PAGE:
Newsweek’s Mark Hosenball, who also wrote the Bolton/Cuba story referenced in my last post, has another piece about the MEK/NCRI’s role in revealing Iran’s nuclear programs. (See also ACW 24 October 2004)
Most of you probably know that the NCRI announced in August 2002 that Iran had secret nuclear facilities at Arak and Natanz. The USFG had no official reaction at the time, but the IAEA’s investigation of Tehran’s nuclear programs began shortly afterwards.
Now, the NCRI was largely correct in that instance. (I say “largely” because its August 2002 announcement referred to Natanz as a facility for “nuclear fuel production,” which could imply something other than uranium enrichment.) Since then, however, it is often said that this group’s revelations gave Western intelligence agencies their first clue about the facilities in question.
Indeed, Hosenball points out, Bush told reporters 16 March that the facilities were “discovered, not because of their compliance with the IAEA or NPT, but because a dissident group pointed it out to the world.”
But it seems that some in the IC have taken issue with the implication that they knew nothing about Arak and Natanz:
Intelligence sources tell NEWSWEEK, however, that while the council’s revelation may have been new to the public, U.S. agencies had reported the same information to policymakers, in classified form, well before the resistance group went public with it.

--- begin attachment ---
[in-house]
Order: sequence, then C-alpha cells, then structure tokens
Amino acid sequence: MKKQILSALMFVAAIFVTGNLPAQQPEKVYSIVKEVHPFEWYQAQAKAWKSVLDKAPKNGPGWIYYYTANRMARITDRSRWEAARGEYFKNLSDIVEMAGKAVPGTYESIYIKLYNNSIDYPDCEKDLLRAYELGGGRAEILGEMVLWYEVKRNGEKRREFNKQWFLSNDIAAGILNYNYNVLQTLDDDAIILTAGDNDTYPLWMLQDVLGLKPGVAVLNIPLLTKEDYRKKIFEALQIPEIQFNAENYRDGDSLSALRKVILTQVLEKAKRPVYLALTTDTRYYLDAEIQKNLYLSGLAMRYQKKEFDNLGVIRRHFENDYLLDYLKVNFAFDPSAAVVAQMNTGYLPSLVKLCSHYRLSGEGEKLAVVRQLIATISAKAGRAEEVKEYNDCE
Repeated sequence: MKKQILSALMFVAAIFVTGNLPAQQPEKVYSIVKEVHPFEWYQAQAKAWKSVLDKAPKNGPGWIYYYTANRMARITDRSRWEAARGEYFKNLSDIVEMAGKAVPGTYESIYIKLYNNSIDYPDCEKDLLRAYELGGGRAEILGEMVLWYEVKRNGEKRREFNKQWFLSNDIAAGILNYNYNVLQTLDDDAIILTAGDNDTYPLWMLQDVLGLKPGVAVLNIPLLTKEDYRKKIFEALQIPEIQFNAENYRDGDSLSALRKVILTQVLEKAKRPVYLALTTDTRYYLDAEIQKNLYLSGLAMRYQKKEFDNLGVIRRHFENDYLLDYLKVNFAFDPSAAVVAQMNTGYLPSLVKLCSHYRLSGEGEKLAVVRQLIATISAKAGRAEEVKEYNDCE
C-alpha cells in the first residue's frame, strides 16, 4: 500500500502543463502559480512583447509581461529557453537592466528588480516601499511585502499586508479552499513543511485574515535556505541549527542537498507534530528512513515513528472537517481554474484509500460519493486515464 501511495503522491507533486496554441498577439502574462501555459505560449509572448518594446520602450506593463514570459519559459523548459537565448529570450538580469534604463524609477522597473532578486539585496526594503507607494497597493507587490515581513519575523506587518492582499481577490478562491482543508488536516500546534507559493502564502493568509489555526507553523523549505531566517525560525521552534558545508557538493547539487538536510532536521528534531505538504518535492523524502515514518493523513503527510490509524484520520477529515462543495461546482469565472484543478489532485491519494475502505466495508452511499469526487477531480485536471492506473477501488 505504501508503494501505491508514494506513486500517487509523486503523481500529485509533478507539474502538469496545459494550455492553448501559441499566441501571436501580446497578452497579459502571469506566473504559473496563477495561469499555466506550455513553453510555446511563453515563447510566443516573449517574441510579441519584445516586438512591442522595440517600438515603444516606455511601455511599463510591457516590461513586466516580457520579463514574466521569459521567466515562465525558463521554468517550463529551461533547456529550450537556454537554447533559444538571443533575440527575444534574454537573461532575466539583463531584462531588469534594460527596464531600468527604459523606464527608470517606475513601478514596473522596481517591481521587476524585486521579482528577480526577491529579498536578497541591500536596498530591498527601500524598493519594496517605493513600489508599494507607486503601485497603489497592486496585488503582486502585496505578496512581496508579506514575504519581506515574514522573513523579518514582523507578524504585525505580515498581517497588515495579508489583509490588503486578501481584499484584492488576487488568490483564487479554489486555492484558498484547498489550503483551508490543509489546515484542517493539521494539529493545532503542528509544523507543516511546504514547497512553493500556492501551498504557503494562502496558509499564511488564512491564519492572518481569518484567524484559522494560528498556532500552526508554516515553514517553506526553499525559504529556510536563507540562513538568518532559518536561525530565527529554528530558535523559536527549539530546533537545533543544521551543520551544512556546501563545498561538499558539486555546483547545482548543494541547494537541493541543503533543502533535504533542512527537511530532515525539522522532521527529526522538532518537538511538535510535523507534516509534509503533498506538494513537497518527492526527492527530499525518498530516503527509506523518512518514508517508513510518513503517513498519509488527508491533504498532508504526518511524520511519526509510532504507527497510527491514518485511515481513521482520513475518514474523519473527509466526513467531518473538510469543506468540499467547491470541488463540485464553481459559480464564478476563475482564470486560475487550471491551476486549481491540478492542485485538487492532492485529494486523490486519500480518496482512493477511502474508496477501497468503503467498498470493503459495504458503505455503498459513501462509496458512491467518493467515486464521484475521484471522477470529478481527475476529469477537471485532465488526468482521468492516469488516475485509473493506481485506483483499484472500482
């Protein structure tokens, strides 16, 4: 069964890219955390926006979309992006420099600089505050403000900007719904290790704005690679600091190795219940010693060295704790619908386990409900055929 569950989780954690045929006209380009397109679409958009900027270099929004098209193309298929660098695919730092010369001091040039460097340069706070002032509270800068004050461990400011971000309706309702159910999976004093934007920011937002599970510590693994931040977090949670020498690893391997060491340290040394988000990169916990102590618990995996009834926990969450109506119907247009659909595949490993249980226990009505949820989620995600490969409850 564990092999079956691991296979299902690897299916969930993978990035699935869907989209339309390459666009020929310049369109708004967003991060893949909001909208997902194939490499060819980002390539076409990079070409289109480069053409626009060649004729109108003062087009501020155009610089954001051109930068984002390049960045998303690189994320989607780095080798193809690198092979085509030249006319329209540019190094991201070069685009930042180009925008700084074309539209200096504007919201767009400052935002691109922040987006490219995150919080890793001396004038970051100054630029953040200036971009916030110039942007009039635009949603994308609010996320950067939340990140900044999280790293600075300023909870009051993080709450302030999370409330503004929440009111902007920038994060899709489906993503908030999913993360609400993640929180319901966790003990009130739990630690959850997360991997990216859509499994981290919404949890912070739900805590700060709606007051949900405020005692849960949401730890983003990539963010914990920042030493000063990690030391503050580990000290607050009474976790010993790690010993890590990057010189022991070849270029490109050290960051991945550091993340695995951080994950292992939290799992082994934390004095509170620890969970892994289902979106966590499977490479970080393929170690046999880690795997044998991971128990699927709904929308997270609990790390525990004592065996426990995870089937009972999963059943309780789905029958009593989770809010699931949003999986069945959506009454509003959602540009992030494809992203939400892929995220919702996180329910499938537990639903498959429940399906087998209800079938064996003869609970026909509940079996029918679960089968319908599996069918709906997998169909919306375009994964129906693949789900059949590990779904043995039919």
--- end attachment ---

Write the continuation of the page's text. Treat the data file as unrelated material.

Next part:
U.S. officials have said much the same thing in public on at least two occasions. First, former SecState Powell said during a March 2003 interview that the US had shared intelligence with the IAEA. Second, Presidential Medal of Freedom Winner George Tenet said almost a year later that “It is flat wrong to say that we were surprised by reports from the Iranian opposition.”
Another issue concerns the NCRI’s track record for accuracy. News from this group is often good for getting right-wingers to show their “O” face and belittle the EU3’s diplomacy with Tehran, but it’s probably good that we’re not banking on these exiles for too much intel.
For example, IAEA inspectors visited another site that the NCRI ID’d as a secret nuclear facility. ElBaradei reported this past November that the inspectors …
… visited three locations at an industrial complex in Kolahdouz in western Tehran that had been mentioned in open source reports as relevant to enrichment activities. While no work was seen at those locations that could be directly linked to uranium enrichment, environmental samples were taken. The results did not reveal any indications of activities involving the use of nuclear material.
Additionally, an IAEA official told me 5 April that no subsequent NCRI reports have led the agency to any smoking guns.
Moreover, ElBaradei thinks the IAEA needs more information, which suggests that the NCRI isn’t helping all that much.
To be fair, the NCRI was right once and the IAEA is continuing to follow up on at least some of the group’s information. But the point is that we have the agency there to verify the exiles’ claims. Of course, that didn’t much matter with Iraq …